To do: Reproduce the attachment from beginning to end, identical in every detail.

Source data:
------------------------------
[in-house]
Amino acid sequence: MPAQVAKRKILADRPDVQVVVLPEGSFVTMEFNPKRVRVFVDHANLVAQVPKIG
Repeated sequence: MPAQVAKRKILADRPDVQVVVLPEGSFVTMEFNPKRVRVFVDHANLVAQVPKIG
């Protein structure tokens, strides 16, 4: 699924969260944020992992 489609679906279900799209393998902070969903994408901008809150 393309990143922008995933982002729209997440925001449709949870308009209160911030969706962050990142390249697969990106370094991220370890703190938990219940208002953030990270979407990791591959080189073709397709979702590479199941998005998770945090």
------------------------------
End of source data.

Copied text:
[in-house]
Amino acid sequence: MPAQVAKRKILADRPDVQVVVLPEGSFVTMEFNPKRVRVFVDHANLVAQVPKIG
Repeated sequence: MPAQVAKRKILADRPDVQVVVLPEGSFVTMEFNPKRVRVFVDHANLVAQVPKIG
């Protein structure tokens, strides 16, 4: 699924969260944020992992 489609679906279900799209393998902070969903994408901008809150 393309990143922008995933982002729209997440925001449709949870308009209160911030969706962050990142390249697969990106370094991220370890703190938990219940208002953030990270979407990791591959080189073709397709979702590479199941998005998770945090």